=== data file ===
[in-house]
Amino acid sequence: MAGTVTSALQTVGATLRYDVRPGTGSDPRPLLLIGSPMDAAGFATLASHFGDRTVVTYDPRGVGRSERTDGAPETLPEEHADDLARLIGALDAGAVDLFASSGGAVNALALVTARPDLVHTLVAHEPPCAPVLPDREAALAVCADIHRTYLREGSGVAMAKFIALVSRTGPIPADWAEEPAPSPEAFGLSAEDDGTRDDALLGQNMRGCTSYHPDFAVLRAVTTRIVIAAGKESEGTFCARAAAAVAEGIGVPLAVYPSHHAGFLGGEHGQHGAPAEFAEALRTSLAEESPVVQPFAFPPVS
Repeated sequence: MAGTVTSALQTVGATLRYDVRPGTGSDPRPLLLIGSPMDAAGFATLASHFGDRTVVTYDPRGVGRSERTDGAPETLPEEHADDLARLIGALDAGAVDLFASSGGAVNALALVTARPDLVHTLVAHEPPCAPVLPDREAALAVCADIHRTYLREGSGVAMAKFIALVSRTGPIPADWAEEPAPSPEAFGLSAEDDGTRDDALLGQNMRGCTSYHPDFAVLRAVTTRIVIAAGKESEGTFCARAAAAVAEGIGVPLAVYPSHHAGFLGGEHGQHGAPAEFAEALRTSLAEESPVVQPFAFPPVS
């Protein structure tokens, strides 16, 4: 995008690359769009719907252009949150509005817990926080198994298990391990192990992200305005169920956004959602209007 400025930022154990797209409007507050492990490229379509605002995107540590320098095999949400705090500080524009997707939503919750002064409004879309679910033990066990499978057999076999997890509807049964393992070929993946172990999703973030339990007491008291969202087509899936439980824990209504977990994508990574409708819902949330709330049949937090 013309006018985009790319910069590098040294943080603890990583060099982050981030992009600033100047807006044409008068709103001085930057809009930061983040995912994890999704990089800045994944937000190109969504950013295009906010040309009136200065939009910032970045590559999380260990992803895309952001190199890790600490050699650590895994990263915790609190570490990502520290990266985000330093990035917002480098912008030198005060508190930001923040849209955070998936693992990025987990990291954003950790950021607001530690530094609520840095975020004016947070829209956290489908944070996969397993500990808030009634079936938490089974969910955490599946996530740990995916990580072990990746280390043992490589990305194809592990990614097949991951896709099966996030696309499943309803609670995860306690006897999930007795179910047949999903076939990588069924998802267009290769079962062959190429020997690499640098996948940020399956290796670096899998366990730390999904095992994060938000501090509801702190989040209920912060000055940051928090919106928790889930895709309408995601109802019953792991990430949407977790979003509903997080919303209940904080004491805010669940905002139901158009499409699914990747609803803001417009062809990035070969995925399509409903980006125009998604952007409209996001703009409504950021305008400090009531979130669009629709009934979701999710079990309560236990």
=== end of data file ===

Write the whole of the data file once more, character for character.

[in-house]
Amino acid sequence: MAGTVTSALQTVGATLRYDVRPGTGSDPRPLLLIGSPMDAAGFATLASHFGDRTVVTYDPRGVGRSERTDGAPETLPEEHADDLARLIGALDAGAVDLFASSGGAVNALALVTARPDLVHTLVAHEPPCAPVLPDREAALAVCADIHRTYLREGSGVAMAKFIALVSRTGPIPADWAEEPAPSPEAFGLSAEDDGTRDDALLGQNMRGCTSYHPDFAVLRAVTTRIVIAAGKESEGTFCARAAAAVAEGIGVPLAVYPSHHAGFLGGEHGQHGAPAEFAEALRTSLAEESPVVQPFAFPPVS
Repeated sequence: MAGTVTSALQTVGATLRYDVRPGTGSDPRPLLLIGSPMDAAGFATLASHFGDRTVVTYDPRGVGRSERTDGAPETLPEEHADDLARLIGALDAGAVDLFASSGGAVNALALVTARPDLVHTLVAHEPPCAPVLPDREAALAVCADIHRTYLREGSGVAMAKFIALVSRTGPIPADWAEEPAPSPEAFGLSAEDDGTRDDALLGQNMRGCTSYHPDFAVLRAVTTRIVIAAGKESEGTFCARAAAAVAEGIGVPLAVYPSHHAGFLGGEHGQHGAPAEFAEALRTSLAEESPVVQPFAFPPVS
């Protein structure tokens, strides 16, 4: 995008690359769009719907252009949150509005817990926080198994298990391990192990992200305005169920956004959602209007 400025930022154990797209409007507050492990490229379509605002995107540590320098095999949400705090500080524009997707939503919750002064409004879309679910033990066990499978057999076999997890509807049964393992070929993946172990999703973030339990007491008291969202087509899936439980824990209504977990994508990574409708819902949330709330049949937090 013309006018985009790319910069590098040294943080603890990583060099982050981030992009600033100047807006044409008068709103001085930057809009930061983040995912994890999704990089800045994944937000190109969504950013295009906010040309009136200065939009910032970045590559999380260990992803895309952001190199890790600490050699650590895994990263915790609190570490990502520290990266985000330093990035917002480098912008030198005060508190930001923040849209955070998936693992990025987990990291954003950790950021607001530690530094609520840095975020004016947070829209956290489908944070996969397993500990808030009634079936938490089974969910955490599946996530740990995916990580072990990746280390043992490589990305194809592990990614097949991951896709099966996030696309499943309803609670995860306690006897999930007795179910047949999903076939990588069924998802267009290769079962062959190429020997690499640098996948940020399956290796670096899998366990730390999904095992994060938000501090509801702190989040209920912060000055940051928090919106928790889930895709309408995601109802019953792991990430949407977790979003509903997080919303209940904080004491805010669940905002139901158009499409699914990747609803803001417009062809990035070969995925399509409903980006125009998604952007409209996001703009409504950021305008400090009531979130669009629709009934979701999710079990309560236990």